Eugenics: Historical


Eugenics is the study of the method of improving the quality of the human race, especially by selective breeding. First developed in the nineteenth century, the theory was put into practice in the eugenics policies of the UK, USA and Germany in the twentieth century. Renewed interest in eugenics has been occasioned by human genome data identification and collection.

Keywords: eugenics; negative eugenics; positive eugenics; sterilization laws

Further Reading

Barkan E (1991) The Retreat of Scientific Racism: Changing Concepts of Race in Britain and the United States Between the World Wars. Cambridge, UK: Cambridge University Press.

Duster T (1990) Backdoor to Eugenics. New York & London: Routledge.

Friedlander H (1995) The Origins of Nazi Genocide: From Euthanasia to the Final Solution. Chapel Hill, NC: University of North Carolina Press.

Kevles DJ (1985) In the Name of Eugenics: Genetics and the Uses of Human Heredity. New York: Alfred A Knopf.

Pernick MS (1996) The Black Stork: Eugenics and the Death of „Defective” Babies in American Medicine and Motion Pictures since 1915. New York: Oxford University Press.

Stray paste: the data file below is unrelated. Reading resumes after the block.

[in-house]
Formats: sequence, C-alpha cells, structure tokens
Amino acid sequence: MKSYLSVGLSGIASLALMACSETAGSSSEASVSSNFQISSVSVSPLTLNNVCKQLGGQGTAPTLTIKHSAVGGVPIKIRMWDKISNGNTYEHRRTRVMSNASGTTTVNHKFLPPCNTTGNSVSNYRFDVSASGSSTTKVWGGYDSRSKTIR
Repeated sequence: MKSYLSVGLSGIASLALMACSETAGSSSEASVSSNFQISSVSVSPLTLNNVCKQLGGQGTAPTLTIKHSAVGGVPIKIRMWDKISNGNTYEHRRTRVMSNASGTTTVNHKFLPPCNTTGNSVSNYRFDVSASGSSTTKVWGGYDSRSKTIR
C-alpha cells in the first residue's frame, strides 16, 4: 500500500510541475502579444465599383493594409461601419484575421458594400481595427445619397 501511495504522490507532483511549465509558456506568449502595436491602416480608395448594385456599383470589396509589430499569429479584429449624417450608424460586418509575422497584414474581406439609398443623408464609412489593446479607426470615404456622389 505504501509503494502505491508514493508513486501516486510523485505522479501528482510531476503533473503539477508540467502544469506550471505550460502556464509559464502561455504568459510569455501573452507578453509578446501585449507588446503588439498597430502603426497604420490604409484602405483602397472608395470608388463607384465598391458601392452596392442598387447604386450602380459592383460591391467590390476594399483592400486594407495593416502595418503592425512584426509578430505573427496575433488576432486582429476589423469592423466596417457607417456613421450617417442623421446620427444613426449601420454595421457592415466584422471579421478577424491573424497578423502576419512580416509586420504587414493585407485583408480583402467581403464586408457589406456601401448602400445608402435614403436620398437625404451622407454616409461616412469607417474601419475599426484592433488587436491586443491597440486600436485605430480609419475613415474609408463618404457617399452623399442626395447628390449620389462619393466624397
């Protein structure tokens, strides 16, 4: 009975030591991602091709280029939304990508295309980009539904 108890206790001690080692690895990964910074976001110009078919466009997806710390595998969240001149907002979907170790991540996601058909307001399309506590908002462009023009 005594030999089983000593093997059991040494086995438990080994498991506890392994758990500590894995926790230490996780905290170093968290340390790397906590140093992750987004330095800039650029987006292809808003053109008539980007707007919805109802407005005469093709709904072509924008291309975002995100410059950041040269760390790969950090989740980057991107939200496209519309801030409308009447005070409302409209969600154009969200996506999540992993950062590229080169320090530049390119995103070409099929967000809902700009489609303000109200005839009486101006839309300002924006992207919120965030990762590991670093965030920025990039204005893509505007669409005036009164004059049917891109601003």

Proctor RN (1988) Racial Hygiene: Medicine Under the Nazis. Cambridge, MA & London: Harvard University Press.

Reilly P (1991) The Surgical Solution: A History of Involuntary Sterilization in the United States. Baltimore, MD: Johns Hopkins University Press.

Shipman P (1994) The Evolution of Racism: Human Differences and the Abuse of Science. New York: Simon & Shuster.

Smith JD (1985) Minds Made Feeble: The Myth and Legacy of the Kallikaks. Rockville, MD: Aspen Systems Corporation.

Stepan NL (1991) The Hour of Eugenics: Race, Gender, and Nation in Latin America. Ithaca, NY: Cornell University Press.

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Connell, Susan(Apr 2001) Eugenics: Historical. In: eLS. John Wiley & Sons Ltd, Chichester. [doi: 10.1038/npg.els.0001903]